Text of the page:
EU Resource Centre

This Anti-Corruption Helpdesk brief was produced in response to a query from the European Commission. The Anti-Corruption Helpdesk is operated by Transparency International and funded by the European Union


Can you provide an overview of and background to recent measures taken to address political corruption in Serbia? We are particularly interested in elections, political party financing, codes of conduct, asset declaration, immunity, conflict of interest and lobbying.


1   Overview of political corruption in Serbia

2   Elections

3   Party financing

4   Immunity

5   Codes of conduct for politicians

6   Conflict of interest

7   Asset declaration

8   Lobbying

9   References


The fight against corruption has been a priority on the political agenda in Serbia since 2002 and an important pre-condition for accession to the European Union. In recent years, Serbia has strengthened the legislative and institutional framework for fighting corruption and, in the last two years, has launched an anti-corruption campaign resulting in an increased number of corruption related prosecutions and highly publicised arrests of prominent political figures and former government officials.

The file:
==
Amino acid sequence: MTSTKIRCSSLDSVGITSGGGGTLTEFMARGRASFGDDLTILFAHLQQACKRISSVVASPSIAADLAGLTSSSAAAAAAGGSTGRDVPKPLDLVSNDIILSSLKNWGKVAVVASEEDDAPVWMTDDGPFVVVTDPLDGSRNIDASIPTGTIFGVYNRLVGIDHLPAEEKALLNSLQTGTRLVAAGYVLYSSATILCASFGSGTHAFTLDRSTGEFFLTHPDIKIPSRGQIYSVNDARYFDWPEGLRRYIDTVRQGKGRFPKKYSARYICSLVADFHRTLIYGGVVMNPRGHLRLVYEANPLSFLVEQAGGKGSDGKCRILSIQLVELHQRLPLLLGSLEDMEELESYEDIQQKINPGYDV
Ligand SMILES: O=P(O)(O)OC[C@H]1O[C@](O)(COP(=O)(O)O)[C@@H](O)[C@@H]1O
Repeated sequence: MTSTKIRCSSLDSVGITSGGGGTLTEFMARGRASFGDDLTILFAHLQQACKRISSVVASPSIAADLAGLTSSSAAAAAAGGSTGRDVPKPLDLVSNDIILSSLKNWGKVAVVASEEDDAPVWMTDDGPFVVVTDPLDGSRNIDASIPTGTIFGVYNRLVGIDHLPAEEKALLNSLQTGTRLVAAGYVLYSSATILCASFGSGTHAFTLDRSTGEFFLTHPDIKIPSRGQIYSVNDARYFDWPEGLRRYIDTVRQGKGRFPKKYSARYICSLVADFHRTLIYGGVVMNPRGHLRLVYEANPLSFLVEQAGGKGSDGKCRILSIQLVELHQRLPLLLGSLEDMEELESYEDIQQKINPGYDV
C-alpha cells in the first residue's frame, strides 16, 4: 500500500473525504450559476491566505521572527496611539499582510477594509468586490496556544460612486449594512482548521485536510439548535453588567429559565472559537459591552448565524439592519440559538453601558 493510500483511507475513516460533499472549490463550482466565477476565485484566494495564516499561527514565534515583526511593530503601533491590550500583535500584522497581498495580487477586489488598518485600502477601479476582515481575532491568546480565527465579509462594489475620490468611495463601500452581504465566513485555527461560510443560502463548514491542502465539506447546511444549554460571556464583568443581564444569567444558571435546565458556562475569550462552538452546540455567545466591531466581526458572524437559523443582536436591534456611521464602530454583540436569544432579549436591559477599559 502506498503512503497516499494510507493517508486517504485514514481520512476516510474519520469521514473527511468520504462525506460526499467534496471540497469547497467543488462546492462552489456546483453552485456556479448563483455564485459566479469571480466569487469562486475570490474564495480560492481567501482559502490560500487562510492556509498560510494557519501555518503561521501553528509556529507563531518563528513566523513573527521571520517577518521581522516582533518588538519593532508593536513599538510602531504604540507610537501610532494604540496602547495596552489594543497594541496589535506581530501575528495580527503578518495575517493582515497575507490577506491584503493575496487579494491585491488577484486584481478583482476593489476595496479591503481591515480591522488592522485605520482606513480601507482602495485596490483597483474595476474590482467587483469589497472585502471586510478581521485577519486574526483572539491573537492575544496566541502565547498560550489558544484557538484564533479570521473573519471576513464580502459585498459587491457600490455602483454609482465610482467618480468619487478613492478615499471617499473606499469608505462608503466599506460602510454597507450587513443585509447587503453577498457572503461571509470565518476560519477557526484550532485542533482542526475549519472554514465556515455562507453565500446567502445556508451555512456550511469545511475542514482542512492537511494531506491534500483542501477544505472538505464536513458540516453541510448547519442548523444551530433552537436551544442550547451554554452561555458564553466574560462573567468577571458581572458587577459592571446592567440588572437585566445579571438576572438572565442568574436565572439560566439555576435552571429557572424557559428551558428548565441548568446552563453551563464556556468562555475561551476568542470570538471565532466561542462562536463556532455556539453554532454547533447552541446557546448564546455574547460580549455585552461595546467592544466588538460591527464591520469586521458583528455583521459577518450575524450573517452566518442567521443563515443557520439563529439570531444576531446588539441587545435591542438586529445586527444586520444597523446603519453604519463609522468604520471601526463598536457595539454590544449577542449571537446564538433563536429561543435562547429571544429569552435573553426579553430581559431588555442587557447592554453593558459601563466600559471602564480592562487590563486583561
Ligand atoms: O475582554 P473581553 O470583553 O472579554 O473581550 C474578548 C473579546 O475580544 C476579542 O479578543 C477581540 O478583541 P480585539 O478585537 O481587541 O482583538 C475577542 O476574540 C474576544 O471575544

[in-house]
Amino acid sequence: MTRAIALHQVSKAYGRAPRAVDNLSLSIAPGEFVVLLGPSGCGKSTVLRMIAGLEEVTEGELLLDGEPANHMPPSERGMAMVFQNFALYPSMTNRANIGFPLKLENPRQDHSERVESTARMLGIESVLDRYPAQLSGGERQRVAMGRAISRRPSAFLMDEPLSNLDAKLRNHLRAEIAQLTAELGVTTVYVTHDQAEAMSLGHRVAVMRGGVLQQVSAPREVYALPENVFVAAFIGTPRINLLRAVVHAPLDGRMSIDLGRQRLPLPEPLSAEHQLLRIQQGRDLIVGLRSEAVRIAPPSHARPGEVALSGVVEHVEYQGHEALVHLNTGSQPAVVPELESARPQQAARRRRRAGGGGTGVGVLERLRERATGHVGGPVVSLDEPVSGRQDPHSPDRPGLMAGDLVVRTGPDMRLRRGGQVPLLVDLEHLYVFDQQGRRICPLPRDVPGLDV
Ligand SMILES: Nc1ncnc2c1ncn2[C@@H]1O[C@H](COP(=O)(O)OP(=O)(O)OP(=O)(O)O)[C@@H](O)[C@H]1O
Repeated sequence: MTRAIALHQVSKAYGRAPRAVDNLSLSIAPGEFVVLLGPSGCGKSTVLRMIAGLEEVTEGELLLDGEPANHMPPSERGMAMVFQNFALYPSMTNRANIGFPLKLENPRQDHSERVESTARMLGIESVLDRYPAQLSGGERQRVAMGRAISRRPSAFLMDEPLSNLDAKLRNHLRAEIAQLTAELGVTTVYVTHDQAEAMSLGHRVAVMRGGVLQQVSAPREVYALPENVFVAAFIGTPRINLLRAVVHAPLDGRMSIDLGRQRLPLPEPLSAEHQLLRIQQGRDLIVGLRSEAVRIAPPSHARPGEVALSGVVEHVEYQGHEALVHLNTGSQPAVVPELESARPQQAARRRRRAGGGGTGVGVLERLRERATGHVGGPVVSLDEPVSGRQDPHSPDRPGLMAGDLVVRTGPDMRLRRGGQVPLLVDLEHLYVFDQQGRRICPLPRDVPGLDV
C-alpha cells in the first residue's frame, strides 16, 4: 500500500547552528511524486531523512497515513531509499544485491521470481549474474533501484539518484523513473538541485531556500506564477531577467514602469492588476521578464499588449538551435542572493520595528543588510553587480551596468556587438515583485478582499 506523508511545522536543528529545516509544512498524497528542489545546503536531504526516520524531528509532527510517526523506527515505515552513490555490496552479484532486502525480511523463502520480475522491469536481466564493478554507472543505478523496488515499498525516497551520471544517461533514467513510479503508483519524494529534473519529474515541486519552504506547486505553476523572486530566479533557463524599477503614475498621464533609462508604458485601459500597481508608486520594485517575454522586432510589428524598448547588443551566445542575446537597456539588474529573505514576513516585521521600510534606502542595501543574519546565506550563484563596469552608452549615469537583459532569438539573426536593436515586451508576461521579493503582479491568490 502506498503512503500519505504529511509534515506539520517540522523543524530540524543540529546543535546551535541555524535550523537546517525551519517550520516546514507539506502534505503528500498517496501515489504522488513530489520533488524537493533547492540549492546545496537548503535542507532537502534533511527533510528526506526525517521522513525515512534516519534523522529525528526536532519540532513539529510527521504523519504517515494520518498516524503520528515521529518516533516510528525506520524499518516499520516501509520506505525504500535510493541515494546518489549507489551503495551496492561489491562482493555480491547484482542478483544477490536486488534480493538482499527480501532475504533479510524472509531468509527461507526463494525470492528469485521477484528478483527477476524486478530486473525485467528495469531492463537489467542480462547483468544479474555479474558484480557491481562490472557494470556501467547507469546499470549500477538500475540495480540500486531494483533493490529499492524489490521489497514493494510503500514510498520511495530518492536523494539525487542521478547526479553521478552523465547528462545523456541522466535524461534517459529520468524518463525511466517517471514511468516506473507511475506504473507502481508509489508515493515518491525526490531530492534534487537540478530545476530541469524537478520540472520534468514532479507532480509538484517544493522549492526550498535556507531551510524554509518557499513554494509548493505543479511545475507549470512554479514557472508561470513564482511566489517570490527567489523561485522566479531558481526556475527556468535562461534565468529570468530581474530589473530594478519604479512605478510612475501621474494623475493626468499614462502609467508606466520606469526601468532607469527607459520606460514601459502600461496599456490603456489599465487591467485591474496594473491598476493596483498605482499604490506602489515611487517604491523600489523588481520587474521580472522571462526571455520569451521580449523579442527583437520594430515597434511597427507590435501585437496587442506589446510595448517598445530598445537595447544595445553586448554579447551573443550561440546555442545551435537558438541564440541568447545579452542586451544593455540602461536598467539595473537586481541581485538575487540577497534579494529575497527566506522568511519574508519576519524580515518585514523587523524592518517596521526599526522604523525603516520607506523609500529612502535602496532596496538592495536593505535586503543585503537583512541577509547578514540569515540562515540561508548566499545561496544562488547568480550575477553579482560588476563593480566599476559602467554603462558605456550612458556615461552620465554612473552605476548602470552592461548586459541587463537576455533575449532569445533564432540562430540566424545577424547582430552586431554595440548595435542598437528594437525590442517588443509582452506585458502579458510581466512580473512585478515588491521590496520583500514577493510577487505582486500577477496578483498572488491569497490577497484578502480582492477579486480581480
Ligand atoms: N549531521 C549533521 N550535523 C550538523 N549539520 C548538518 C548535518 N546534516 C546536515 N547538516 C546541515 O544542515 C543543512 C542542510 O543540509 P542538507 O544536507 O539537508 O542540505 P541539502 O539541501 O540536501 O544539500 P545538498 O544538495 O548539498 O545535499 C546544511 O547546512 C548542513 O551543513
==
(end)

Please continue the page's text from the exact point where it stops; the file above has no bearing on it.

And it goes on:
The laws adopted in recent years bring greater control in the area of public procurement, conflict of interest, financing of political parties, as well as increased capacity among the agencies responsible for investigating and prosecuting corruption. However, effective enforcement of the existing anti-corruption legislation and oversight exercised by the relevant public bodies is still weak. Corruption remains a serious problem affecting public and economic life, and further reforms, with sustained efforts, are needed to effectively detect, prevent and sanction corruption acts.

This answer analyses Serbia’s efforts in the fight against political corruption by identifying challenges and progress in the areas of elections, party financing, immunities, codes of conduct, conflicts of interest, asset declaration and lobbying.


Tinatin Ninua, Transparency International, [email protected]


Marie Chêne, Transparency International; Casey Kelso, Transparency International




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